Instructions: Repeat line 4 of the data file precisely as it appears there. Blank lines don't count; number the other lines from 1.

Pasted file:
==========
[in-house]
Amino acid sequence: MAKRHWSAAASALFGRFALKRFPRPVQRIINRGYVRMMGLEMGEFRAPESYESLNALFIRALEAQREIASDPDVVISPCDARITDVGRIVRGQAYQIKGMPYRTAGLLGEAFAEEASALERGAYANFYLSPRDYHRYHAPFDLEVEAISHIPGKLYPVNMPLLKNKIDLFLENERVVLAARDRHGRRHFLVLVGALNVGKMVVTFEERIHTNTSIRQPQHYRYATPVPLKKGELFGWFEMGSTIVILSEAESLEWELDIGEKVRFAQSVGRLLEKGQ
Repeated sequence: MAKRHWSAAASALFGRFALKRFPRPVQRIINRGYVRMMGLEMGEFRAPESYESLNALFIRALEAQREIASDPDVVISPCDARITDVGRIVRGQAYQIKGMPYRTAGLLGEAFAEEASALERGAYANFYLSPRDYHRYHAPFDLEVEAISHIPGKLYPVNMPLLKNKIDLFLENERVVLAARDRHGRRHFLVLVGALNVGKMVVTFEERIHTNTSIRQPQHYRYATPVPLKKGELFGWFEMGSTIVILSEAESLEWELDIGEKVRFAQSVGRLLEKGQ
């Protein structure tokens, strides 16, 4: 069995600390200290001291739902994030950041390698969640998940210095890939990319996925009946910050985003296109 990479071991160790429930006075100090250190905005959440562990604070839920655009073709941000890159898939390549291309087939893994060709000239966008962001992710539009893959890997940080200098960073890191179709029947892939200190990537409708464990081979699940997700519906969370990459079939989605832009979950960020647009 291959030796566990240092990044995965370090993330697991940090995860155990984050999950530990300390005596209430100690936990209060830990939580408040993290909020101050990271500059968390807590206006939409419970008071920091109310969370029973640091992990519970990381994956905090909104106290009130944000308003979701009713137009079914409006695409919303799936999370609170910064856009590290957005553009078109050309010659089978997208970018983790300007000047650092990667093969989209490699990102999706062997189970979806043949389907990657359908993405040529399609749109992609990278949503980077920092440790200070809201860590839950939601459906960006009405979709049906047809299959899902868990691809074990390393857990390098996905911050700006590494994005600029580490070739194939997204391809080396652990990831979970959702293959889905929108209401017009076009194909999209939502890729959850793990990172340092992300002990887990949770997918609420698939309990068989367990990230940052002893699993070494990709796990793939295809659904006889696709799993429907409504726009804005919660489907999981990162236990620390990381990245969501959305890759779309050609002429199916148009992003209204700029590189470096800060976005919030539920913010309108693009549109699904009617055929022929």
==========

């Protein structure tokens, strides 16, 4: 069995600390200290001291739902994030950041390698969640998940210095890939990319996925009946910050985003296109 990479071991160790429930006075100090250190905005959440562990604070839920655009073709941000890159898939390549291309087939893994060709000239966008962001992710539009893959890997940080200098960073890191179709029947892939200190990537409708464990081979699940997700519906969370990459079939989605832009979950960020647009 291959030796566990240092990044995965370090993330697991940090995860155990984050999950530990300390005596209430100690936990209060830990939580408040993290909020101050990271500059968390807590206006939409419970008071920091109310969370029973640091992990519970990381994956905090909104106290009130944000308003979701009713137009079914409006695409919303799936999370609170910064856009590290957005553009078109050309010659089978997208970018983790300007000047650092990667093969989209490699990102999706062997189970979806043949389907990657359908993405040529399609749109992609990278949503980077920092440790200070809201860590839950939601459906960006009405979709049906047809299959899902868990691809074990390393857990390098996905911050700006590494994005600029580490070739194939997204391809080396652990990831979970959702293959889905929108209401017009076009194909999209939502890729959850793990990172340092992300002990887990949770997918609420698939309990068989367990990230940052002893699993070494990709796990793939295809659904006889696709799993429907409504726009804005919660489907999981990162236990620390990381990245969501959305890759779309050609002429199916148009992003209204700029590189470096800060976005919030539920913010309108693009549109699904009617055929022929």